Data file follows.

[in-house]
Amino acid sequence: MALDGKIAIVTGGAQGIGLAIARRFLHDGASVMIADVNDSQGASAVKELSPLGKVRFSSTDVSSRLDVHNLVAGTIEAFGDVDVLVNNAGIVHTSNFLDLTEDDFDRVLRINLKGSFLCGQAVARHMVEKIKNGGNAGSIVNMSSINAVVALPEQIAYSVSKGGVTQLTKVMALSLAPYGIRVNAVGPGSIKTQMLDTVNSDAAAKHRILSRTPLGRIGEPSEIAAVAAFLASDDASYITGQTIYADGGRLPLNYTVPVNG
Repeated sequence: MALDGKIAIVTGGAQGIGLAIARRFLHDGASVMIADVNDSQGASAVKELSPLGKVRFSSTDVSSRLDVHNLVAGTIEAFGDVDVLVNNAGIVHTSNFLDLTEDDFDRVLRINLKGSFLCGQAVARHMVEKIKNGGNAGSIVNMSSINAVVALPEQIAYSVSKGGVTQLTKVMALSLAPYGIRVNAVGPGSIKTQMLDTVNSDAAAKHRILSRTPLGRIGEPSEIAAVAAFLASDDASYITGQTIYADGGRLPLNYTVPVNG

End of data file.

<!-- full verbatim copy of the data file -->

[in-house]
Amino acid sequence: MALDGKIAIVTGGAQGIGLAIARRFLHDGASVMIADVNDSQGASAVKELSPLGKVRFSSTDVSSRLDVHNLVAGTIEAFGDVDVLVNNAGIVHTSNFLDLTEDDFDRVLRINLKGSFLCGQAVARHMVEKIKNGGNAGSIVNMSSINAVVALPEQIAYSVSKGGVTQLTKVMALSLAPYGIRVNAVGPGSIKTQMLDTVNSDAAAKHRILSRTPLGRIGEPSEIAAVAAFLASDDASYITGQTIYADGGRLPLNYTVPVNG
Repeated sequence: MALDGKIAIVTGGAQGIGLAIARRFLHDGASVMIADVNDSQGASAVKELSPLGKVRFSSTDVSSRLDVHNLVAGTIEAFGDVDVLVNNAGIVHTSNFLDLTEDDFDRVLRINLKGSFLCGQAVARHMVEKIKNGGNAGSIVNMSSINAVVALPEQIAYSVSKGGVTQLTKVMALSLAPYGIRVNAVGPGSIKTQMLDTVNSDAAAKHRILSRTPLGRIGEPSEIAAVAAFLASDDASYITGQTIYADGGRLPLNYTVPVNG